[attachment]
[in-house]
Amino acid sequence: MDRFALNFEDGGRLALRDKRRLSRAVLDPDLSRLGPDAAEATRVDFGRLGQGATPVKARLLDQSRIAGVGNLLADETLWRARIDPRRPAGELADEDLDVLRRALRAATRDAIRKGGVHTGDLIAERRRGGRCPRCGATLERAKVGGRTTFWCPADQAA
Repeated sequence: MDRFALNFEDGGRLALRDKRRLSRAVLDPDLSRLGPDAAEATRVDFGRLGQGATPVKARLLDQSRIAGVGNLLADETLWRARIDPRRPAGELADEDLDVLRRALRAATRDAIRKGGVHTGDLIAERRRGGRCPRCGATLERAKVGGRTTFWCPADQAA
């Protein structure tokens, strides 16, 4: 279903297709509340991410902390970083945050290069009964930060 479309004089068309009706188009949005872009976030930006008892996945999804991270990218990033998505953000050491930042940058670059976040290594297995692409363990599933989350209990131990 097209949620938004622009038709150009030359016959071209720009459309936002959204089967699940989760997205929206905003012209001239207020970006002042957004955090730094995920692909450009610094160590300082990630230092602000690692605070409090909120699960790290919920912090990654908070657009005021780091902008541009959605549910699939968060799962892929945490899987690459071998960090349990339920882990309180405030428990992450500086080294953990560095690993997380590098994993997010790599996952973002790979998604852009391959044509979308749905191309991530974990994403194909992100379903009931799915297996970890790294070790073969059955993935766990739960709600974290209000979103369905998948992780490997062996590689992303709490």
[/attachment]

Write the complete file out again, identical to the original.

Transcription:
[in-house]
Amino acid sequence: MDRFALNFEDGGRLALRDKRRLSRAVLDPDLSRLGPDAAEATRVDFGRLGQGATPVKARLLDQSRIAGVGNLLADETLWRARIDPRRPAGELADEDLDVLRRALRAATRDAIRKGGVHTGDLIAERRRGGRCPRCGATLERAKVGGRTTFWCPADQAA
Repeated sequence: MDRFALNFEDGGRLALRDKRRLSRAVLDPDLSRLGPDAAEATRVDFGRLGQGATPVKARLLDQSRIAGVGNLLADETLWRARIDPRRPAGELADEDLDVLRRALRAATRDAIRKGGVHTGDLIAERRRGGRCPRCGATLERAKVGGRTTFWCPADQAA
């Protein structure tokens, strides 16, 4: 279903297709509340991410902390970083945050290069009964930060 479309004089068309009706188009949005872009976030930006008892996945999804991270990218990033998505953000050491930042940058670059976040290594297995692409363990599933989350209990131990 097209949620938004622009038709150009030359016959071209720009459309936002959204089967699940989760997205929206905003012209001239207020970006002042957004955090730094995920692909450009610094160590300082990630230092602000690692605070409090909120699960790290919920912090990654908070657009005021780091902008541009959605549910699939968060799962892929945490899987690459071998960090349990339920882990309180405030428990992450500086080294953990560095690993997380590098994993997010790599996952973002790979998604852009391959044509979308749905191309991530974990994403194909992100379903009931799915297996970890790294070790073969059955993935766990739960709600974290209000979103369905998948992780490997062996590689992303709490």